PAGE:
Much is made of the improving economic backdrop in Europe, but it is still an anaemic affair and helped in the main by a weak euro that keeps the export engine going. Ex Greece there is undoubtedly some value in the bourses; a stock-pickers market, not one for the passive brigade.
The Nikkei came within an ace of our long-standing 21,000 target last month and sterling is closing in on Y200 so it looks like time to take some money off the table here. The Chinese currency is looking precariously over valued and if the People's Bank of China are looking to help Chinese exporters then as a corollary Japanese imports will be that much more expensive.
Asia Pacific and Emerging Markets
The main story here is the fall in the Chinese markets, which according to the Guardian has wiped £2 trillion off share values. The “authorities” seemed unaware on the way up that this sort of correction could happen and are now faced with managing the fall out in a similar manner. The Chinese love to gamble and the massive increase in margin account openings is a testament to that. Maybe the government is trying to send a message that capitalist ways are not all they are cracked up to be. If so they have succeeded rather spectacularly! A market to leave alone for the time being. The rest of Asia and emerging world have lagged world markets taken as a whole but not by a great extent. The green line on the Asia Pacific chart is the World index and the picture in Emerging Markets is the same.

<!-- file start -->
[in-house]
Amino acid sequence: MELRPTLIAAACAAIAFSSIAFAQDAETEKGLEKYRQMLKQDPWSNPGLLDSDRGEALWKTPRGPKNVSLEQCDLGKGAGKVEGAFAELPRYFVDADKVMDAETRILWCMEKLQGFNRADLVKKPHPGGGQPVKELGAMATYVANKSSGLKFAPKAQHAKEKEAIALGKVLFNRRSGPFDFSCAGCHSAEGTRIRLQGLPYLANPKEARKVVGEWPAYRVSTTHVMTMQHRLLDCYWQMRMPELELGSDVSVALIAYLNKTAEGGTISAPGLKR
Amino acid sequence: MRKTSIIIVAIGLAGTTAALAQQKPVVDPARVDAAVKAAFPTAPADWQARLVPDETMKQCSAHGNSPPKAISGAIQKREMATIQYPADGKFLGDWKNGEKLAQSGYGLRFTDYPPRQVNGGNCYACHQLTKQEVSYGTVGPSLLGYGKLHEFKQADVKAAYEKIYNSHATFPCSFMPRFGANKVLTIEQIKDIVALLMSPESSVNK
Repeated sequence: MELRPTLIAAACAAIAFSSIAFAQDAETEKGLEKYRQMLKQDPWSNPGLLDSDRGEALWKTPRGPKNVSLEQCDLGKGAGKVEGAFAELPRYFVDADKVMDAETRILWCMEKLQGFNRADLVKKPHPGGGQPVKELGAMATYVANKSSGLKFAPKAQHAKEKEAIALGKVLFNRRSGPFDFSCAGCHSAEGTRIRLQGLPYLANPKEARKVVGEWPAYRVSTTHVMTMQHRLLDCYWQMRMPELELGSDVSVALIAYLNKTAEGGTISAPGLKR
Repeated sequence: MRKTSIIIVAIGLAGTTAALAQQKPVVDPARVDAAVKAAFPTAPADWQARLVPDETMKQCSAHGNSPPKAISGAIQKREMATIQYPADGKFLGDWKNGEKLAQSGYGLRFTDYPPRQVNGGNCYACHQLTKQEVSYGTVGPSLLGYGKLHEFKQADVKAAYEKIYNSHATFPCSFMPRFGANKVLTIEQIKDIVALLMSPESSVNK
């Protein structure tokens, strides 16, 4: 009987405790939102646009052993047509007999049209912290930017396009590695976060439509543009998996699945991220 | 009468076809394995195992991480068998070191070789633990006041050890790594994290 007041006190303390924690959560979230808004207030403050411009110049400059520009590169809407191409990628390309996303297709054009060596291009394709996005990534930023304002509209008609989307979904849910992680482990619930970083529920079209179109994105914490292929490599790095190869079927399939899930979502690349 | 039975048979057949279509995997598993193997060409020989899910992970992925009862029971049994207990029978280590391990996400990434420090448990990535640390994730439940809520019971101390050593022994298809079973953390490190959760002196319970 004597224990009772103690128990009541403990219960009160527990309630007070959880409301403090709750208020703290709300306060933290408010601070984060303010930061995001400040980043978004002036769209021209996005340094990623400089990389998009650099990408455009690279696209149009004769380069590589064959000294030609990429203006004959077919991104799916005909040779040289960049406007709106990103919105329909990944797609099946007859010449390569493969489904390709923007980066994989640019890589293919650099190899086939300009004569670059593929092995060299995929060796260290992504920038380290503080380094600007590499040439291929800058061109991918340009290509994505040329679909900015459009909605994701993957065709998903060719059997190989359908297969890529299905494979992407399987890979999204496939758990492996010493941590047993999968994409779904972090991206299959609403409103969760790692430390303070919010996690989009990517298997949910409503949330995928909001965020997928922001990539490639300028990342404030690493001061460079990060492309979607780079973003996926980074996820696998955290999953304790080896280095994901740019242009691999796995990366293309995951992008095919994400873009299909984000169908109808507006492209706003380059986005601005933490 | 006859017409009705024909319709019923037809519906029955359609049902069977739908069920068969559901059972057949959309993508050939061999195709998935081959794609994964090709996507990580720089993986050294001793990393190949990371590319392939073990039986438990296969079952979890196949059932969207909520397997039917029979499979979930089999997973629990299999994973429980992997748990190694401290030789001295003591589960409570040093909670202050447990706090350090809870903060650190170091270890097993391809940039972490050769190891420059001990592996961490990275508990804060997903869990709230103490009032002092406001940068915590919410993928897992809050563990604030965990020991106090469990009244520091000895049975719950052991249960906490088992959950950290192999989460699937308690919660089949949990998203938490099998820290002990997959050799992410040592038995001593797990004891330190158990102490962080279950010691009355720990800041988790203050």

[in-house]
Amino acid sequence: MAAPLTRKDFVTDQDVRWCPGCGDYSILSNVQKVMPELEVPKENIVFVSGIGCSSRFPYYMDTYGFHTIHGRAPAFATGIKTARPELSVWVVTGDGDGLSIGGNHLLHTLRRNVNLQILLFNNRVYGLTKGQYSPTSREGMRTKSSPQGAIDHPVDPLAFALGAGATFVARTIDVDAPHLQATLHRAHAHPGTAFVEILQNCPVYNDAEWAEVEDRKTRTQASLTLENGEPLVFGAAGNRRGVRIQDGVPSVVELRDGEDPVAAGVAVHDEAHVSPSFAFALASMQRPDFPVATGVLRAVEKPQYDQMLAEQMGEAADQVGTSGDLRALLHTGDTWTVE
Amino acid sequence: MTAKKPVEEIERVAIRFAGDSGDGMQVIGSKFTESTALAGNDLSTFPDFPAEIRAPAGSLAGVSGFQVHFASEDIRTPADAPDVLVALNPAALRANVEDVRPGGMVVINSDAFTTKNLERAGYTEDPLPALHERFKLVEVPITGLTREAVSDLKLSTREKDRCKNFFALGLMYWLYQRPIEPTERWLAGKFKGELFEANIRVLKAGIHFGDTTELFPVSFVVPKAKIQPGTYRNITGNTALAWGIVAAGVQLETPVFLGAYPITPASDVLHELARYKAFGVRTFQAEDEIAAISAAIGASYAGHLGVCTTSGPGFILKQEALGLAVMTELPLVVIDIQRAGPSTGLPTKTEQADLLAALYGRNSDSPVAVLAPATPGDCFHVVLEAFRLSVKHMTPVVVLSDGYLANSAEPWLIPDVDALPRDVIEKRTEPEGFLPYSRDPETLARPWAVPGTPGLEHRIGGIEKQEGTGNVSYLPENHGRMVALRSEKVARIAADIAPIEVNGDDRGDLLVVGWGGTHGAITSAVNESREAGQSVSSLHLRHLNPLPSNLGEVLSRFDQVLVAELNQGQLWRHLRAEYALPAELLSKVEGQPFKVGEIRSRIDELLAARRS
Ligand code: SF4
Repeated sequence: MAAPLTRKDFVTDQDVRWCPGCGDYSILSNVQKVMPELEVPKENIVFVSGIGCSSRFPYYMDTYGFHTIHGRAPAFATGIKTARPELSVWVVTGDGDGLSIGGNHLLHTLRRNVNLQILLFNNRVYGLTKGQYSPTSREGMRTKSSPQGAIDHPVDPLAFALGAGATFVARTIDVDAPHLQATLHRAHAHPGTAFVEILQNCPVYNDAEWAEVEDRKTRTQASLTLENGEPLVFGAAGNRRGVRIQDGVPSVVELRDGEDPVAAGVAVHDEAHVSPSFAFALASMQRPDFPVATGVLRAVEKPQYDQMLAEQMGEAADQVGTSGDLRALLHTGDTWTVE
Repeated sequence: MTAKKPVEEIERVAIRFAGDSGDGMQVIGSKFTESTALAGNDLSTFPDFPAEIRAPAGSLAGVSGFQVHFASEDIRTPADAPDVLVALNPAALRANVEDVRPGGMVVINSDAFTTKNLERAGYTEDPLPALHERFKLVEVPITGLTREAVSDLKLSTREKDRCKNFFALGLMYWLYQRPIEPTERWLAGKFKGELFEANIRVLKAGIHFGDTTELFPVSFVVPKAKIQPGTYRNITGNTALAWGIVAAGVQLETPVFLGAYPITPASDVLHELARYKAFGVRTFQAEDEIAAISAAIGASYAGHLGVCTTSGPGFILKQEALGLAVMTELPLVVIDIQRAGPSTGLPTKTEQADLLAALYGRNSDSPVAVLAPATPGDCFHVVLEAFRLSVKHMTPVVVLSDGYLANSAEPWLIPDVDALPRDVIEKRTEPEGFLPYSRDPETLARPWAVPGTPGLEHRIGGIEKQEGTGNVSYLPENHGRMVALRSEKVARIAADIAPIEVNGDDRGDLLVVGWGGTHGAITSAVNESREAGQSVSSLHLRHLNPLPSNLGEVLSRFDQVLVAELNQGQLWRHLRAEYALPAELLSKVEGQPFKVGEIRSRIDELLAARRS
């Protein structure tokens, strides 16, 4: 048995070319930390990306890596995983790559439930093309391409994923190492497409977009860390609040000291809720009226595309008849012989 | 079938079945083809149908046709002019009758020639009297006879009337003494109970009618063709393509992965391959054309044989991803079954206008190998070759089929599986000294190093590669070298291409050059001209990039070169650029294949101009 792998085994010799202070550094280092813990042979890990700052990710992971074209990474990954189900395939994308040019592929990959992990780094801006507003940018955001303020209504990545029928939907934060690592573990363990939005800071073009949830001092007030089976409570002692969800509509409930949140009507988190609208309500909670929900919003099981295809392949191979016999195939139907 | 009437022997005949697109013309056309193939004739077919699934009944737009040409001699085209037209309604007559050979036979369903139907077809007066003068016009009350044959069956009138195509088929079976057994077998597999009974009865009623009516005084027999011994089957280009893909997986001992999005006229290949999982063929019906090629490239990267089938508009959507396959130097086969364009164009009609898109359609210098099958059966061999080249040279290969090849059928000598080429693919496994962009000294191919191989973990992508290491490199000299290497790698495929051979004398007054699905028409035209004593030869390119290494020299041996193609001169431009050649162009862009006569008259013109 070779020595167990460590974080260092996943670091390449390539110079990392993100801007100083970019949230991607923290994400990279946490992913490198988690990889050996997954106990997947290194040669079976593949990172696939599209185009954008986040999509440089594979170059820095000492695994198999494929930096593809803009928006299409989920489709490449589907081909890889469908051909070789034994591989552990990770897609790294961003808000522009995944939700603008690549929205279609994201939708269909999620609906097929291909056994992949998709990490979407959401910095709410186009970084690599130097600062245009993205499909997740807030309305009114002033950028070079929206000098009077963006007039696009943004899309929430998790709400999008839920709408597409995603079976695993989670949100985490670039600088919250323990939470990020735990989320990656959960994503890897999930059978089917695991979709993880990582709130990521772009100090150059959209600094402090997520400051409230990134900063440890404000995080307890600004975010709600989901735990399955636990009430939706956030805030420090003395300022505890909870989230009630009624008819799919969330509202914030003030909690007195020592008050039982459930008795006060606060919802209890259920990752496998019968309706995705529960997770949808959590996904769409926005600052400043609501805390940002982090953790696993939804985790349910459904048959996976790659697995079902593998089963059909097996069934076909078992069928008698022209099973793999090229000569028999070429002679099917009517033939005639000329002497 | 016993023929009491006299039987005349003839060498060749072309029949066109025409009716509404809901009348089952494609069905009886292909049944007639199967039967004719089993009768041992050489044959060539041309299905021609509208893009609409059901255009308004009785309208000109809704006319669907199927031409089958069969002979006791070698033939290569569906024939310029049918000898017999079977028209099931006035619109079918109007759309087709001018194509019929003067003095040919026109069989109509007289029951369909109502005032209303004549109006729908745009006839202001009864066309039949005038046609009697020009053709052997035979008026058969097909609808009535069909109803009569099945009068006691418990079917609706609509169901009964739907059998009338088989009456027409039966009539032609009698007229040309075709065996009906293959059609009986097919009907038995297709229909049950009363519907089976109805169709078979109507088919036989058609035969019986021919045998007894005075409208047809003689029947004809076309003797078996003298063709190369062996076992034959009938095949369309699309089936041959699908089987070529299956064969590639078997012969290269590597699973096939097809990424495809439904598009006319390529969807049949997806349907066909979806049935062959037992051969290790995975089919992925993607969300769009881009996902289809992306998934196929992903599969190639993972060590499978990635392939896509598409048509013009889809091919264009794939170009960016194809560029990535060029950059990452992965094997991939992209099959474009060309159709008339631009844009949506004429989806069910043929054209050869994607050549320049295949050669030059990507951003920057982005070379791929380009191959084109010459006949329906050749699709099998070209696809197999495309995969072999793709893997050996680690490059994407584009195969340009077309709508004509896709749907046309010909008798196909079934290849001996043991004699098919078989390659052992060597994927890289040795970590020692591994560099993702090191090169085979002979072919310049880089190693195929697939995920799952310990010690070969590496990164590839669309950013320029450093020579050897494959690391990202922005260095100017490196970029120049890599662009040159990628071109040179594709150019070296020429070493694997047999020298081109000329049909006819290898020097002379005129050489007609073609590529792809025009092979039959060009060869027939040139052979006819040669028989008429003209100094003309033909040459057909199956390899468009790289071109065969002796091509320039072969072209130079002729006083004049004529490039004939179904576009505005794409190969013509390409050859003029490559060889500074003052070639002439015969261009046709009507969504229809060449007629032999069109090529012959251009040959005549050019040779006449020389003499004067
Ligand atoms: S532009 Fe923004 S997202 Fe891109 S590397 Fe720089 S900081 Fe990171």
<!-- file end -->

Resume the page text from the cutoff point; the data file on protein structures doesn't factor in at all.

Commodities and gold
Last month we said of oil and copper that, the global economy is still fragile overall so perhaps more sideways than up is the best we can anticipate.” And that is pretty much what has happened. If there were some real fire in the global economy this index would not be in a downtrend. Since 2013 there has been a disconnect between the World equity index and the commodity complex. Either equities are too expensive or commodities are too cheap. A bit of both perhaps?